It’s not Tahrir Sq. This isn’t the English revolution. Cameron may not have a strong mandate. The cuts may well suck. But we aren’t Egyptians, campaigning for the end of a despot, so lets stop devaluing and trivialising the struggle and sacrifice of those in Egypt.
And we’re going to fail. We won’t win, we won’t change Cameron’s mind. We won’t change the coalition’s plans. They aren’t even listening.
So it seems like its too late for us to help the rebels. Gaddafi’s forces close on the rebel stronghold as you read this and I for one anticipate an utter bloodbath. I wanted to see Gaddafi gone, and ultimately I would have liked to see the Libyans do it.
Britain, France and the USA press for the UN to approve air strikes against Gaddafi. But this surely won’t be the end of the West’s military intervention - after planes there’ll be ground troops etc.
But the truth is that the West couldn’t have won. We created Gaddafi - and for that we must be ashamed. But it’s not for us to destroy him; the Libyan people, and the Arab world overall hates and distrusts the idea of western liberal interventionism, so if we parade in there and fight Gaddafi then we just look like we’re on a mission to grab Libya’s oil. And if we don’t? Well we look like we’re abandoning hundreds of thousands to their deaths - and we are. But I wish someone had thought of that when they sold Gaddafi all those arms.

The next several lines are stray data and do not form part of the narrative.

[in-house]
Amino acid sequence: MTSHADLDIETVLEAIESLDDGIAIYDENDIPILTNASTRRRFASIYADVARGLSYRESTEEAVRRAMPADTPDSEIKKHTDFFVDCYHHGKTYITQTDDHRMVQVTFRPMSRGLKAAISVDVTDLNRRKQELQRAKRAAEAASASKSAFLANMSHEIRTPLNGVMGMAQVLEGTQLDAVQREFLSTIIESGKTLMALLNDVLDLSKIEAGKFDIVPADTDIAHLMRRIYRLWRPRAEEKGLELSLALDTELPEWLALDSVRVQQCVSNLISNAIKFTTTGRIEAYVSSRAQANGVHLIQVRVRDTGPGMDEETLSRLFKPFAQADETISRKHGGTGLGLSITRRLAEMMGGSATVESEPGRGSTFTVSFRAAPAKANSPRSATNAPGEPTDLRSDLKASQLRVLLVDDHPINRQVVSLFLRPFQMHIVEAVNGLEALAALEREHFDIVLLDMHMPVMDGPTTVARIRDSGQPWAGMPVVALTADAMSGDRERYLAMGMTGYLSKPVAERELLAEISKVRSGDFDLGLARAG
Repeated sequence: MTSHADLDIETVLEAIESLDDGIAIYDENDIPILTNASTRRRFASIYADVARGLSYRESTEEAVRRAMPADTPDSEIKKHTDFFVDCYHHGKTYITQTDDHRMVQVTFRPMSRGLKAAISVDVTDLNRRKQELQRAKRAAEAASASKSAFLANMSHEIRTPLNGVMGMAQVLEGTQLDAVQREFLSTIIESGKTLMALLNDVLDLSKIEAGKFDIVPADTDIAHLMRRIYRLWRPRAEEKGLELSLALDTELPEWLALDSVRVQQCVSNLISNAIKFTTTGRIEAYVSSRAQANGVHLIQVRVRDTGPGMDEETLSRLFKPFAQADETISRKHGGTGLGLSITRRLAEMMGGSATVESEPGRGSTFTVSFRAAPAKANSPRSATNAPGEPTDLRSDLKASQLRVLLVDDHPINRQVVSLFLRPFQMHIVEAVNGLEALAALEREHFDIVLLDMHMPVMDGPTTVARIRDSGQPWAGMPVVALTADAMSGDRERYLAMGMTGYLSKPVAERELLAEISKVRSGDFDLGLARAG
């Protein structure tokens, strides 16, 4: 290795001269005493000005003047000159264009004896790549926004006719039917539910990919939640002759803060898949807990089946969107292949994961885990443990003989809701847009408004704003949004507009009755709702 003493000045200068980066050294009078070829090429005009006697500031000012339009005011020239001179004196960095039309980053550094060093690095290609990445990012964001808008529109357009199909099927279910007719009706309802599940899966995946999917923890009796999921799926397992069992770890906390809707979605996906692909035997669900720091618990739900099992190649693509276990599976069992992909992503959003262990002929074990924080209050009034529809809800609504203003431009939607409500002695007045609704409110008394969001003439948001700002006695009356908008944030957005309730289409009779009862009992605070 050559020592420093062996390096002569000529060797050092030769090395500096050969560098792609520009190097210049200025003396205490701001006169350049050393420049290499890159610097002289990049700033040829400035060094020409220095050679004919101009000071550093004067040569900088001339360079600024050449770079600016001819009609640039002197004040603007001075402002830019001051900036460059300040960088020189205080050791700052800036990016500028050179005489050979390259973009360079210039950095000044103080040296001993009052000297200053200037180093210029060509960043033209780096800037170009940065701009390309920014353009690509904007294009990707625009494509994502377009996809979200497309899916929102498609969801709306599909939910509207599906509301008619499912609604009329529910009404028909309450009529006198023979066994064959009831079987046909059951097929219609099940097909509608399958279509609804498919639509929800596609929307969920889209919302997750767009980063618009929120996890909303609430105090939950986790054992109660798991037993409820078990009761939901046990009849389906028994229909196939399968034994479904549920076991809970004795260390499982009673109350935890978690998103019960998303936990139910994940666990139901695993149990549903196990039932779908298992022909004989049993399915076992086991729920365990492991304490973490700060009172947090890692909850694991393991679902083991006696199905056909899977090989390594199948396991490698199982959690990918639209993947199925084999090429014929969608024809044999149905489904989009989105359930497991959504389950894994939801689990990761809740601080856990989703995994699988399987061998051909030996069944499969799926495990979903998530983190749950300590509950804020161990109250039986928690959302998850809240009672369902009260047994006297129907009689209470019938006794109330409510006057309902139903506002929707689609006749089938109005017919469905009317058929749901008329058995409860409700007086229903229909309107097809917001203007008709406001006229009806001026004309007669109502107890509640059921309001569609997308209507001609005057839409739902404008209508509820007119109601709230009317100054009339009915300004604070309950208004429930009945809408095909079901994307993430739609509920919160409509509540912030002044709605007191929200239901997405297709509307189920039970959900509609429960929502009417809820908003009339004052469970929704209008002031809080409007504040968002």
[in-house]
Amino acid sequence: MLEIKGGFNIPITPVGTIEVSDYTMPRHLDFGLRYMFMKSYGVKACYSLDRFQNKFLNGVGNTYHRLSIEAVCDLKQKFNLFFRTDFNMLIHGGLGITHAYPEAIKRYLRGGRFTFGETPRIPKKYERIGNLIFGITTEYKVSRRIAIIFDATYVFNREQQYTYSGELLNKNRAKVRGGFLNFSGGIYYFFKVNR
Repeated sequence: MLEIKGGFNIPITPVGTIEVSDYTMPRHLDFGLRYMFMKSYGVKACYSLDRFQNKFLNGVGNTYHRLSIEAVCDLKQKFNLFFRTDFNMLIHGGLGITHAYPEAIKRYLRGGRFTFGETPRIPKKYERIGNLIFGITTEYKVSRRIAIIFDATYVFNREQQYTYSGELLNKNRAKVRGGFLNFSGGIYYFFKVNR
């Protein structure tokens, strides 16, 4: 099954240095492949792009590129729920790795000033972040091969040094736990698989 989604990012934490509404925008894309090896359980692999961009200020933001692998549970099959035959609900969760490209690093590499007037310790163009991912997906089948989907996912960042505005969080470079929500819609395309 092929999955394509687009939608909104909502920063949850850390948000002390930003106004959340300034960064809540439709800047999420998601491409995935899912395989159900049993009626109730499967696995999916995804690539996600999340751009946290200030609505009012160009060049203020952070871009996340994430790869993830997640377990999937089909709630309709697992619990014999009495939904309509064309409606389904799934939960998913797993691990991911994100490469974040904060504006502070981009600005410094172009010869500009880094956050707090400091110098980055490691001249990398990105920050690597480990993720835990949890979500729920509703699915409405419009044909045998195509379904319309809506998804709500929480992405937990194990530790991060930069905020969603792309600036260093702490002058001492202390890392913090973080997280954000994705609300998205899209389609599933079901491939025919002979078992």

And more than that? If we intervene there’ll still be a civil war, and there’ll also be a question of who we replaced Gaddafi with. We will potentially just help create the next Gaddafi - and in the long term I doubt we want that on our consciences.
Oh and the USA and the UK just stink of hypocrisy anyway, turning a blind eye to Saudi Arabia and Bahrain’s protests and the brutal treatment of protesters there - with the weapons Cameron sold them when he was out in the Middle East. We never learn.
I dunno, there’s something pretty ugly about tearing the shit out of a 13 year old girl? It’s not really a sport unless she knew the rules as well, and I’m not sure that she really did. Otherwise it’s just like fox-hunting or something.
But then again, if you must put something that vile on the internet, then why not?
The privatisation of the NHS amounts to the redistribution of wealth from the poorest in society to the richest.
We all pay our taxes, and now, when the tax revenue that previously went to the NHS goes to private companies who will doubtless be handed massive contracts to provide services, some of our taxpayers money will go to paying the multi-million salaries of the CEOs of these companies.
Look at Serco, a company that does almost nothing other than fulfill contracts given to them by the last Labour government. Our tax money goes to pay the salary of Serco’s CEO, who last year took home £4,000,000.
We hear about these so called ‘council fatcats’ who take home more than the Prime Minister (which is such an utterly meaningless statistic, but that’s a post unto itself), but nothing of how, under this new system, the tax payer will be lining the pockets of the super rich.
This government really does stink.